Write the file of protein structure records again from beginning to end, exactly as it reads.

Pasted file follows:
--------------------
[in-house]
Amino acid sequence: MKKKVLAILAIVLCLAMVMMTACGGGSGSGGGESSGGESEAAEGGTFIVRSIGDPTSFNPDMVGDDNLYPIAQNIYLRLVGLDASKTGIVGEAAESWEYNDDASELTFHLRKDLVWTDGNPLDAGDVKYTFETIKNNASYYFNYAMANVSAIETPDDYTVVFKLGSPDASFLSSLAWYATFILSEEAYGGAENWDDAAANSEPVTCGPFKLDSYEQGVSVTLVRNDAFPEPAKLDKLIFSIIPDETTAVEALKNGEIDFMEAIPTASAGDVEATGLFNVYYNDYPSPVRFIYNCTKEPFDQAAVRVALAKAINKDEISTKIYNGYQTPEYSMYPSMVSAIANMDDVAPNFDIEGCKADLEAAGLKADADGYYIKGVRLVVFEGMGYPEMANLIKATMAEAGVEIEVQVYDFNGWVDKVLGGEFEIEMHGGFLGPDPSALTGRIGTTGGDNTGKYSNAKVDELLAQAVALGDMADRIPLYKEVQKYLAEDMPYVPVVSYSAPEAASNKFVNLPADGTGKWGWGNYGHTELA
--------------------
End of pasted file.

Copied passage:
[in-house]
Amino acid sequence: MKKKVLAILAIVLCLAMVMMTACGGGSGSGGGESSGGESEAAEGGTFIVRSIGDPTSFNPDMVGDDNLYPIAQNIYLRLVGLDASKTGIVGEAAESWEYNDDASELTFHLRKDLVWTDGNPLDAGDVKYTFETIKNNASYYFNYAMANVSAIETPDDYTVVFKLGSPDASFLSSLAWYATFILSEEAYGGAENWDDAAANSEPVTCGPFKLDSYEQGVSVTLVRNDAFPEPAKLDKLIFSIIPDETTAVEALKNGEIDFMEAIPTASAGDVEATGLFNVYYNDYPSPVRFIYNCTKEPFDQAAVRVALAKAINKDEISTKIYNGYQTPEYSMYPSMVSAIANMDDVAPNFDIEGCKADLEAAGLKADADGYYIKGVRLVVFEGMGYPEMANLIKATMAEAGVEIEVQVYDFNGWVDKVLGGEFEIEMHGGFLGPDPSALTGRIGTTGGDNTGKYSNAKVDELLAQAVALGDMADRIPLYKEVQKYLAEDMPYVPVVSYSAPEAASNKFVNLPADGTGKWGWGNYGHTELA